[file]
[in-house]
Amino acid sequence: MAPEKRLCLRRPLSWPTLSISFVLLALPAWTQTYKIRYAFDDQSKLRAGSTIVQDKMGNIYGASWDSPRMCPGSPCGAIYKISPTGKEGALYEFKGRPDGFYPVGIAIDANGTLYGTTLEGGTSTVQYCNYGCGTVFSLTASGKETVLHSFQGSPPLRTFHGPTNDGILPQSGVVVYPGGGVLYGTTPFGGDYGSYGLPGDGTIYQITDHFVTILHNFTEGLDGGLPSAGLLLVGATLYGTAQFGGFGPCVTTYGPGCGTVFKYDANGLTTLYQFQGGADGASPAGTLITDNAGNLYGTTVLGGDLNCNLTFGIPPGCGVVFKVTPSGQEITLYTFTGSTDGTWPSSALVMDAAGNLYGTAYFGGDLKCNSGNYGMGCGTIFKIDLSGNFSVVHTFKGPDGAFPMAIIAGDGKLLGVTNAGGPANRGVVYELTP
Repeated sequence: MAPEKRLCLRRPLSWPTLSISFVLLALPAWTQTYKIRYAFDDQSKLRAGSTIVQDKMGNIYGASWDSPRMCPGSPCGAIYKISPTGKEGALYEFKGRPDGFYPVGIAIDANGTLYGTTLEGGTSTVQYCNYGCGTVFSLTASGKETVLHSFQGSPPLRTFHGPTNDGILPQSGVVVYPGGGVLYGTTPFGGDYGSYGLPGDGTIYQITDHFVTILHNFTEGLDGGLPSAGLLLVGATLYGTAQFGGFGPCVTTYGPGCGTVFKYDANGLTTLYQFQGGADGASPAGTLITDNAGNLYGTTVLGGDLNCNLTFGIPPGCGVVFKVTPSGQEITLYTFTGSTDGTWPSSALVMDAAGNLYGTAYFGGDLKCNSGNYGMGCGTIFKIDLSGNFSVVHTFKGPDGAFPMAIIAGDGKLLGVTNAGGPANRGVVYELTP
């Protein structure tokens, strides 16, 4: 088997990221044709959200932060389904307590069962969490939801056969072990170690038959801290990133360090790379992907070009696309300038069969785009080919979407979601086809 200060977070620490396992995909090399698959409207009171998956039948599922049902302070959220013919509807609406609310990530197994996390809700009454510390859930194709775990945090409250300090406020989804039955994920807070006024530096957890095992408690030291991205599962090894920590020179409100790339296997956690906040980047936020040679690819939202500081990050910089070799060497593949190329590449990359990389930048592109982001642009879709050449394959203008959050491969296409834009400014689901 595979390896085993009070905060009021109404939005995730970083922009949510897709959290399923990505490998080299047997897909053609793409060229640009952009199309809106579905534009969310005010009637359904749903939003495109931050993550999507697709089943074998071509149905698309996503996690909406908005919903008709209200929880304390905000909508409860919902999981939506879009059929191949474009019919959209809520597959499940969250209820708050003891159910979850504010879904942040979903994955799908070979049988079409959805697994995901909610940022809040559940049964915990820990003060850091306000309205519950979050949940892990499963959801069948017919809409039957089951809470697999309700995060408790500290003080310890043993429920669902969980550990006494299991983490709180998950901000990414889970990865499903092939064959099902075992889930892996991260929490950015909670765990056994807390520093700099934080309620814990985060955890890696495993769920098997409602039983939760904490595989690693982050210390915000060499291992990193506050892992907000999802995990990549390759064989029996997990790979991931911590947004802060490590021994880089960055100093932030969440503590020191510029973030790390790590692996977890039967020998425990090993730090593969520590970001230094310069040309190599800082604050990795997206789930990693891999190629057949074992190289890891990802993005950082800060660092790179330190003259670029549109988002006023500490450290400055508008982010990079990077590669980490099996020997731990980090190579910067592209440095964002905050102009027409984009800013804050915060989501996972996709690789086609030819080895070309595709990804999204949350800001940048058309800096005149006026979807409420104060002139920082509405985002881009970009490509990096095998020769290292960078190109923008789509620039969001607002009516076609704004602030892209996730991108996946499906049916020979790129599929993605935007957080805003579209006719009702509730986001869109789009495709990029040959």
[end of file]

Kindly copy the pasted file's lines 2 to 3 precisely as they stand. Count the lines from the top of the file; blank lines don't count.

Amino acid sequence: MAPEKRLCLRRPLSWPTLSISFVLLALPAWTQTYKIRYAFDDQSKLRAGSTIVQDKMGNIYGASWDSPRMCPGSPCGAIYKISPTGKEGALYEFKGRPDGFYPVGIAIDANGTLYGTTLEGGTSTVQYCNYGCGTVFSLTASGKETVLHSFQGSPPLRTFHGPTNDGILPQSGVVVYPGGGVLYGTTPFGGDYGSYGLPGDGTIYQITDHFVTILHNFTEGLDGGLPSAGLLLVGATLYGTAQFGGFGPCVTTYGPGCGTVFKYDANGLTTLYQFQGGADGASPAGTLITDNAGNLYGTTVLGGDLNCNLTFGIPPGCGVVFKVTPSGQEITLYTFTGSTDGTWPSSALVMDAAGNLYGTAYFGGDLKCNSGNYGMGCGTIFKIDLSGNFSVVHTFKGPDGAFPMAIIAGDGKLLGVTNAGGPANRGVVYELTP
Repeated sequence: MAPEKRLCLRRPLSWPTLSISFVLLALPAWTQTYKIRYAFDDQSKLRAGSTIVQDKMGNIYGASWDSPRMCPGSPCGAIYKISPTGKEGALYEFKGRPDGFYPVGIAIDANGTLYGTTLEGGTSTVQYCNYGCGTVFSLTASGKETVLHSFQGSPPLRTFHGPTNDGILPQSGVVVYPGGGVLYGTTPFGGDYGSYGLPGDGTIYQITDHFVTILHNFTEGLDGGLPSAGLLLVGATLYGTAQFGGFGPCVTTYGPGCGTVFKYDANGLTTLYQFQGGADGASPAGTLITDNAGNLYGTTVLGGDLNCNLTFGIPPGCGVVFKVTPSGQEITLYTFTGSTDGTWPSSALVMDAAGNLYGTAYFGGDLKCNSGNYGMGCGTIFKIDLSGNFSVVHTFKGPDGAFPMAIIAGDGKLLGVTNAGGPANRGVVYELTP